Advise and Consent is also the duty of our elected school board
Yesterday’s post concerned the “Advise and Consent” of the city council. Today’s post will deal with the school board’s lack of decision making opportunities with superintendent Sheffield in charge.
The situation with the school district is somewhat different than the city, in that the superintendent is not elected, as is the mayor. So, if the board is bypassed by the administration, which has happened in the recent months, there is no representative of the people involved in decision making processes that spend our tax dollars.
In one such example, with the legal advice of school counsel, the superintendent formed a committee of individuals to review the 2012 budget and since it was not a direct ad-hoc committee appointed by the school board, and has no members of the board of education as participants, the meetings are not subject to the Open Meetings Act.
I attended the committee’s second meeting, held in the board room in the Administration Building a few weeks ago, to see what I could contribute with my 15 years experience in municipal financing, but was respectfully asked to leave by finance director Cedric Lewis and school counsel Lori Hoadley because the meeting was closed, except to Sheffield’s cabinet and committee members. So neither the public, nor the board, nor informed citizens are allowed to attend a budget discussion that ultimately spends over $400M of our tax dollars!
Other issues that have bypassed board scrutiny, involved millions spent on textbooks and portable computers for every teacher, without the advise and consent of the board of education, through a grant process that apparently didn’t require the board’s approval. What if our representatives had wanted to use the grant to reduce some of the $41M deficit this year, or spend the money in other ways that meet the grant conditions. We elected them to do that, didn’t we?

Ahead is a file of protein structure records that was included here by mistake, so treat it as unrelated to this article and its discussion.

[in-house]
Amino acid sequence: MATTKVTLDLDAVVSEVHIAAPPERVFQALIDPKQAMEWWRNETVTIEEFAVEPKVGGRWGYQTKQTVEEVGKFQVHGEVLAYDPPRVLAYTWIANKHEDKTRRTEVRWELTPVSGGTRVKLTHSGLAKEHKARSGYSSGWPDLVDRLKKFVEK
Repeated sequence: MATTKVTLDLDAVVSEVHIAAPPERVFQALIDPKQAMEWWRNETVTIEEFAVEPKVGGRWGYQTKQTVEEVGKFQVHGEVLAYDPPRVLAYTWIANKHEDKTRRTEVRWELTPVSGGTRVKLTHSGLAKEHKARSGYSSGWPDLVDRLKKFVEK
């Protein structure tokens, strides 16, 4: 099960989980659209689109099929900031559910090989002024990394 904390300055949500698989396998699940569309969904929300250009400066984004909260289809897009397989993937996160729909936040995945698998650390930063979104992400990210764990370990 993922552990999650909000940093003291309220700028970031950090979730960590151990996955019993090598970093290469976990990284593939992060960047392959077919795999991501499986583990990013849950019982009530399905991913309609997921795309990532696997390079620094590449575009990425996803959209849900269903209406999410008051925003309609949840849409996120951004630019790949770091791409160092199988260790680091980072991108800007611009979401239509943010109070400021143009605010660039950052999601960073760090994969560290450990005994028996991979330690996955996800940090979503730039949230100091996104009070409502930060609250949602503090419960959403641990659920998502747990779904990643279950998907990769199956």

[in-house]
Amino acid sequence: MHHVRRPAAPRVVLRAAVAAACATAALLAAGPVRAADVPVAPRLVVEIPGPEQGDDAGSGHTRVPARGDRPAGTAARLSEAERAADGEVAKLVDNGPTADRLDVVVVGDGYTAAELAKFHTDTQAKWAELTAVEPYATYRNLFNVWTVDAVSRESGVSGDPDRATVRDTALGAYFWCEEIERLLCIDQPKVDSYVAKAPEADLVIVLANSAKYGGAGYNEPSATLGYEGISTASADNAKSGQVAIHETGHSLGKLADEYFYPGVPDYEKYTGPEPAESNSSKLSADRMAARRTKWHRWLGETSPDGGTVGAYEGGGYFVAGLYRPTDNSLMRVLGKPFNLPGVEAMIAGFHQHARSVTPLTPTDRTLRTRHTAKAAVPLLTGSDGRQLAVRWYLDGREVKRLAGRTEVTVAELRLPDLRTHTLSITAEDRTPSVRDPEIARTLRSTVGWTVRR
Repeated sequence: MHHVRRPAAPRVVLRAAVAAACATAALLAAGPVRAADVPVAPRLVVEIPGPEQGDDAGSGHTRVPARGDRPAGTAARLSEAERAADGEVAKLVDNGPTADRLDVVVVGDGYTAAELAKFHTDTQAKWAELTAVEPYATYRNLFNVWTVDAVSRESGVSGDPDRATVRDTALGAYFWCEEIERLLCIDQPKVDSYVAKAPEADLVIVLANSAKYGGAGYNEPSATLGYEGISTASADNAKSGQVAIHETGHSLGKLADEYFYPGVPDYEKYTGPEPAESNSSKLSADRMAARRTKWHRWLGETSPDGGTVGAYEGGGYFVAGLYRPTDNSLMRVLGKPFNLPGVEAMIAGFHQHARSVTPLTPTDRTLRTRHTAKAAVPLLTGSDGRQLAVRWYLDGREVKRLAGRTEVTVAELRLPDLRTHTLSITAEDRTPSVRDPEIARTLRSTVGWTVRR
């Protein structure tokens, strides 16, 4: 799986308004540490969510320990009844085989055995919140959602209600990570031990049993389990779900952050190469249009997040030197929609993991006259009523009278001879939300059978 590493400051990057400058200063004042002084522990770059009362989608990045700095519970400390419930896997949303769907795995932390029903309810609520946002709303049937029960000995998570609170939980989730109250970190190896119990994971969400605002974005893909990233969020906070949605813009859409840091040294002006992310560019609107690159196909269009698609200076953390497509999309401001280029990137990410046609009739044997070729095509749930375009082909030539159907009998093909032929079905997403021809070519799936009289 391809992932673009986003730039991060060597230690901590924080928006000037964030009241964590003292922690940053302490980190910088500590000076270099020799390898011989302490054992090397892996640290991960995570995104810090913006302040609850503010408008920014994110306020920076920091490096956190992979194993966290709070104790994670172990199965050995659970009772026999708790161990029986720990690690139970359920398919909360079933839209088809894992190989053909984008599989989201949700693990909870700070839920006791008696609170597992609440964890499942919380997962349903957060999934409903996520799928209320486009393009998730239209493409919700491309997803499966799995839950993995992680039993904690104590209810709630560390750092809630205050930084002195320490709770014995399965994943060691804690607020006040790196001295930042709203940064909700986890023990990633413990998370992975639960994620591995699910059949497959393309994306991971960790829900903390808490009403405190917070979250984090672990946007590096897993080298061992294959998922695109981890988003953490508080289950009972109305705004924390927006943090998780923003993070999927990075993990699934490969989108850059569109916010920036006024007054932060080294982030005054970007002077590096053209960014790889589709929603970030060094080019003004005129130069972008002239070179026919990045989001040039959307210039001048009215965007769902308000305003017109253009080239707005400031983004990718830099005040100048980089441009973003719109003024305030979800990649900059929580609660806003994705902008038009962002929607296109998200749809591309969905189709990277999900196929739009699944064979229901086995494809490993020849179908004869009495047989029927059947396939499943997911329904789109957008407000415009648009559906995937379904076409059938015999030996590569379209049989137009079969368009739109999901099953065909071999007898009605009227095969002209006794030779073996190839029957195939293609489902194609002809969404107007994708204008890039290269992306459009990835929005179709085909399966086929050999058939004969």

Also, there is the recent removal of the district’s discipline counsel, Tom Bueschel, through a bid process that didn’t include a major news source to publish the request for bid. When the issue came before the board, most of the board members were not aware of the change and the discipline counsel was not recently told that a bid process to remove him from his job had even taken place, according to board members with whom I have spoken.
Finally, Harlem, Byron, and Winnebago school districts are joining the Belvidere school district in the Rock Valley College “Running Start” program for advanced and mature students, but not the Rockford school district. The board didn’t vote on that decision either, with the superintendent making a unilateral decision, that it was too costly. Decisions that are being made by the superintendent in the Rockford school district, using our tax dollars obviously do not require a vote, as long as a majority of the board does not contest the process.
The city council is beginning to assert its legislative role in the decision making process. It’s about time the Board of Education started doing the same thing, or let someone else do the job.